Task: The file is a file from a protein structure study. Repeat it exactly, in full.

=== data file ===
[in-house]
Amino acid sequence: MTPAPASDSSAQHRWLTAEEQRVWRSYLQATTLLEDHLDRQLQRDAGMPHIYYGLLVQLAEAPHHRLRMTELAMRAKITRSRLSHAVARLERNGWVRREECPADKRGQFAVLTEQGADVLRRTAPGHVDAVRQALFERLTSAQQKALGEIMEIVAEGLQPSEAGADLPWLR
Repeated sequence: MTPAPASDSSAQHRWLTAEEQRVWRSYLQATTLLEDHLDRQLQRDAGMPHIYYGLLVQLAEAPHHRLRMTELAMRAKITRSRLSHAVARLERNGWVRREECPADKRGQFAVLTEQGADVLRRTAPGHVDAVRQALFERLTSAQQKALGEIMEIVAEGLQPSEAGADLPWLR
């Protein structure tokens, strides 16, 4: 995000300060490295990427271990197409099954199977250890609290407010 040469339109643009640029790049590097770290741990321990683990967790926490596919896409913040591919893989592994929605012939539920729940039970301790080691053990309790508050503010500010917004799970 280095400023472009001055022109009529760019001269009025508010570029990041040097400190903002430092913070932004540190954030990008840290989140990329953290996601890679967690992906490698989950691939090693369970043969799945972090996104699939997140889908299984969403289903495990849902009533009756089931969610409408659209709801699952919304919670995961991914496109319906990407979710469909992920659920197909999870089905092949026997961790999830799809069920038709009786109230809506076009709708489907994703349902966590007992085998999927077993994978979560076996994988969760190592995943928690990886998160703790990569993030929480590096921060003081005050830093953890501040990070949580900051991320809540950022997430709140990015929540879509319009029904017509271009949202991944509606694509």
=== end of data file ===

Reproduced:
[in-house]
Amino acid sequence: MTPAPASDSSAQHRWLTAEEQRVWRSYLQATTLLEDHLDRQLQRDAGMPHIYYGLLVQLAEAPHHRLRMTELAMRAKITRSRLSHAVARLERNGWVRREECPADKRGQFAVLTEQGADVLRRTAPGHVDAVRQALFERLTSAQQKALGEIMEIVAEGLQPSEAGADLPWLR
Repeated sequence: MTPAPASDSSAQHRWLTAEEQRVWRSYLQATTLLEDHLDRQLQRDAGMPHIYYGLLVQLAEAPHHRLRMTELAMRAKITRSRLSHAVARLERNGWVRREECPADKRGQFAVLTEQGADVLRRTAPGHVDAVRQALFERLTSAQQKALGEIMEIVAEGLQPSEAGADLPWLR
């Protein structure tokens, strides 16, 4: 995000300060490295990427271990197409099954199977250890609290407010 040469339109643009640029790049590097770290741990321990683990967790926490596919896409913040591919893989592994929605012939539920729940039970301790080691053990309790508050503010500010917004799970 280095400023472009001055022109009529760019001269009025508010570029990041040097400190903002430092913070932004540190954030990008840290989140990329953290996601890679967690992906490698989950691939090693369970043969799945972090996104699939997140889908299984969403289903495990849902009533009756089931969610409408659209709801699952919304919670995961991914496109319906990407979710469909992920659920197909999870089905092949026997961790999830799809069920038709009786109230809506076009709708489907994703349902966590007992085998999927077993994978979560076996994988969760190592995943928690990886998160703790990569993030929480590096921060003081005050830093953890501040990070949580900051991320809540950022997430709140990015929540879509319009029904017509271009949202991944509606694509």